Sour Wine

Sour wine mingled with gall

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Sour Wine
JOHN 19 COMMENTARY
John 19:25-27 (C) Father, Forgive Them

John 19:28-30 (A) Sour Wine

John 19:28-30 (B) It Is Finished
John 19:28-30 (C) Veil of the Temple
JOHN 19:28-30  28 After this, Jesus, knowing that all things were now accomplished, that the Scripture might be fulfilled, said, “I thirst!” 29 Now a vessel full of sour wine was sitting there; and they filled a sponge with sour wine, put it on hyssop, and put it to His mouth. 30 So when Jesus had received the sour wine, He said, “It is finished!” And bowing His head, He delivered up His spirit.

Didn't Jesus refuse to drink sour wine a few hours earlier?
Yes: "And when they had come to a place called Golgotha, that is to say, Place of a Skull, they gave Him sour wine mingled with gall to drink. But when He had tasted it, He would not drink" (Matthew 27:33-34).

Why did Jesus drink the latter sour wine but not the former?
He refused the former sour wine because it contained "gall," that was intended as a crude anesthetic for the holes the Romans were about to drive through His wrists and feet. The fact that He drank the latter "sour wine" - the one without gall - may have had more to do with hyssop, the plant on which it was offered, than the sour wine itself. The usage of this plant is mentioned ten other times in the Bible (Exodus 12:22, Leviticus 14:4, 6, 49, 51, 52, Numbers 19:6, 18, Psalm 51:7 and Hebrews 9:19). Nine of the ten mentions are in the context of an innocent substitute being sacrificed and/or cleansing from impurity. Here is the other (the first) mention of hyssop in the Bible: "Then Moses called for all the elders of Israel and said to them, “Pick out and take lambs for yourselves according to your families, and kill the Passover lamb. And you shall take a bunch of hyssop, dip it in the blood that is in the basin, and strike the lintel and the two doorposts with the blood that is in the basin. And none of you shall go out of the door of his house until morning. For the LORD will pass through to strike the Egyptians; and when He sees the blood on the lintel and on the two doorposts, the LORD will pass over the door and not allow the destroyer to come into your houses to strike you" (Exodus 12:21-23). Even in seemingly small details, Jesus expressed that His sacrificial death on the cross cleanses us of our sins, so that we may be spared the wrath of God against sinners.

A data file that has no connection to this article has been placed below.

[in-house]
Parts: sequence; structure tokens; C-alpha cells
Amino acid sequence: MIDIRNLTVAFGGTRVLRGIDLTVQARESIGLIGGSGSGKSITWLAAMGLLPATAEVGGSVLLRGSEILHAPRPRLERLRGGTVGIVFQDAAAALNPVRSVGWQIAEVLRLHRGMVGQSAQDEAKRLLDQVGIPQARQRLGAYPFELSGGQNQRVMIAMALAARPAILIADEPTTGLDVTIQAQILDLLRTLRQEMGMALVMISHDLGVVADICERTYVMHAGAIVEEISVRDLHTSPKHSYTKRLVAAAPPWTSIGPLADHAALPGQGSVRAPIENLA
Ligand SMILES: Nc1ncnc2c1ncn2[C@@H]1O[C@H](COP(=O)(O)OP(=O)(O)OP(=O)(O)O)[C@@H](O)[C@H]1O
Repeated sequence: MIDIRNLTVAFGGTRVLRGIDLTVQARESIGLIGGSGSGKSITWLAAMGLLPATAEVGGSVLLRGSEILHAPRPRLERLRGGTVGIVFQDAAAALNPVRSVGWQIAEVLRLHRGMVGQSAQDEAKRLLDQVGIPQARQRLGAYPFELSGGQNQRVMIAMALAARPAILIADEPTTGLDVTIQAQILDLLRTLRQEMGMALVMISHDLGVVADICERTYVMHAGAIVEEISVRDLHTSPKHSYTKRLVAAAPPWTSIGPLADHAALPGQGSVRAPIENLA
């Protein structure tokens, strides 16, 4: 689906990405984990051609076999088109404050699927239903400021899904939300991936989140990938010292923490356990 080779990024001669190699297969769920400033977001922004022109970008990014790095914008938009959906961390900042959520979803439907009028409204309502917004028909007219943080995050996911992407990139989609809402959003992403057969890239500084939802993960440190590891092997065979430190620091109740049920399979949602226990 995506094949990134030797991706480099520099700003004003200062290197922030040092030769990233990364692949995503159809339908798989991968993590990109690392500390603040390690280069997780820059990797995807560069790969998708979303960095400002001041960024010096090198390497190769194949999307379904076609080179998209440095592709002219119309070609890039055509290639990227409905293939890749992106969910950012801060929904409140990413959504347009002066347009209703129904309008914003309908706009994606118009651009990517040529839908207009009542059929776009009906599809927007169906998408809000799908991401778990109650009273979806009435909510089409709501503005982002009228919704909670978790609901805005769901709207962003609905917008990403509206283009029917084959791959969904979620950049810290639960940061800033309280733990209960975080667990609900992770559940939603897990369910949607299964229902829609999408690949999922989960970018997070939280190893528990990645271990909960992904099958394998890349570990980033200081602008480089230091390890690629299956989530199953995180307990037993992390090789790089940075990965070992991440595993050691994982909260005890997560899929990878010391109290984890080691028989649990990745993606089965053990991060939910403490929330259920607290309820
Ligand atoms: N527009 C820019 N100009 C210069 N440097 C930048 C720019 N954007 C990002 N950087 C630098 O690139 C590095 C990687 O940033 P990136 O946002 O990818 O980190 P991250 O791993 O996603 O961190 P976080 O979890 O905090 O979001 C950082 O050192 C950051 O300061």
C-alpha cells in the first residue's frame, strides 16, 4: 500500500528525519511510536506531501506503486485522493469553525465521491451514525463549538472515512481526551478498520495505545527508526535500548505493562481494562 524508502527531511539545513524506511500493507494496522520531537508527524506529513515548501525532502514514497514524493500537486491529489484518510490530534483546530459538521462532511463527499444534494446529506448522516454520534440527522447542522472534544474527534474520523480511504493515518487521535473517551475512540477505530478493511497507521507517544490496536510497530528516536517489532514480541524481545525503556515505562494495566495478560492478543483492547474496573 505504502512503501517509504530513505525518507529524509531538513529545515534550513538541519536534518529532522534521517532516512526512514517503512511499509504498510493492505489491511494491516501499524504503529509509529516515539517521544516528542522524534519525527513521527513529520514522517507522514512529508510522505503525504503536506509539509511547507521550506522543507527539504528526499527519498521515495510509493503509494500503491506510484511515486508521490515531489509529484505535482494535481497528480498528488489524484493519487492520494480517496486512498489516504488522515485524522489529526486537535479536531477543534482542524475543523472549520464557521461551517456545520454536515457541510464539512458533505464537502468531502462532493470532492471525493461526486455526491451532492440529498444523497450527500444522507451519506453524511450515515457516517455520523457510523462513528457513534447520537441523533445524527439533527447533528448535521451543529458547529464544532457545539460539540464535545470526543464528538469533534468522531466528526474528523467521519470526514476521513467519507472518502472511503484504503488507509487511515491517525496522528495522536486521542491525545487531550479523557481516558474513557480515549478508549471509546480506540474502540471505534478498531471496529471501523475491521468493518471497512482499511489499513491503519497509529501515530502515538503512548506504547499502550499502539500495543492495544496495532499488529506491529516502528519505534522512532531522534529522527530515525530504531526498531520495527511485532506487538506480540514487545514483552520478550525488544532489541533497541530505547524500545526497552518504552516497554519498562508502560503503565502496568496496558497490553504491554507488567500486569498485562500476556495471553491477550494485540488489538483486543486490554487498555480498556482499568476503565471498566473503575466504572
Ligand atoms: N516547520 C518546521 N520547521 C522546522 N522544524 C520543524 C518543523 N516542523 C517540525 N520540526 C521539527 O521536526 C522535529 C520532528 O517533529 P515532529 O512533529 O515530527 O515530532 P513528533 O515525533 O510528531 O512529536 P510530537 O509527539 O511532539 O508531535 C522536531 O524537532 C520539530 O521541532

What does "they filled a sponge with sour wine, put it on hyssop, and put it to His mouth" (John 19:29) indicate about the height of His cross?
A hyssop is no more than 50 centimeters long and the outstretched hand of a man standing on the ground could add another 2 meters, so Jesus' mouth was no more than about 2.5 meters (8 feet, 2 inches) above the ground.

Why did the Romans use such short crosses instead of the towering ones seen in Roman Catholic art?
To send a message to the passersby (see Golgotha and Criminals on the Cross).

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